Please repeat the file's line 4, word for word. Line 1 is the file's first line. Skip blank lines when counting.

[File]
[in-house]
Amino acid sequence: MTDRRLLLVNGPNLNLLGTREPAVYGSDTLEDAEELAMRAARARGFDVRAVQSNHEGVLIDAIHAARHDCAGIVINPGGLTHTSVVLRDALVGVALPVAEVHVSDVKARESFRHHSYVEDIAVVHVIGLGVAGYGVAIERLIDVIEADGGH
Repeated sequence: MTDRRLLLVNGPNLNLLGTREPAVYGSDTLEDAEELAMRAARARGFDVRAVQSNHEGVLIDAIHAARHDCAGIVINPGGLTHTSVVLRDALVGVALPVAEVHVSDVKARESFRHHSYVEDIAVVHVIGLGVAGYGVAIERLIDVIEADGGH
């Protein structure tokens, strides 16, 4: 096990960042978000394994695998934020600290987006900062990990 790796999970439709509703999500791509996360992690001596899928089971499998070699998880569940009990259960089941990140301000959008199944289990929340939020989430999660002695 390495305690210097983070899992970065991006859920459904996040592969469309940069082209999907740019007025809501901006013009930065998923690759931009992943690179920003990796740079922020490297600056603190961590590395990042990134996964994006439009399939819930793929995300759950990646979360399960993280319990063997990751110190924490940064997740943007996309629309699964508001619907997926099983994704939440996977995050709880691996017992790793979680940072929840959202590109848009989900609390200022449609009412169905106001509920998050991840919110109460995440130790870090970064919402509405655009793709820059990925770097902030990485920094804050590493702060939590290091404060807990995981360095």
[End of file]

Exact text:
């Protein structure tokens, strides 16, 4: 096990960042978000394994695998934020600290987006900062990990 790796999970439709509703999500791509996360992690001596899928089971499998070699998880569940009990259960089941990140301000959008199944289990929340939020989430999660002695 390495305690210097983070899992970065991006859920459904996040592969469309940069082209999907740019007025809501901006013009930065998923690759931009992943690179920003990796740079922020490297600056603190961590590395990042990134996964994006439009399939819930793929995300759950990646979360399960993280319990063997990751110190924490940064997740943007996309629309699964508001619907997926099983994704939440996977995050709880691996017992790793979680940072929840959202590109848009989900609390200022449609009412169905106001509920998050991840919110109460995440130790870090970064919402509405655009793709820059990925770097902030990485920094804050590493702060939590290091404060807990995981360095």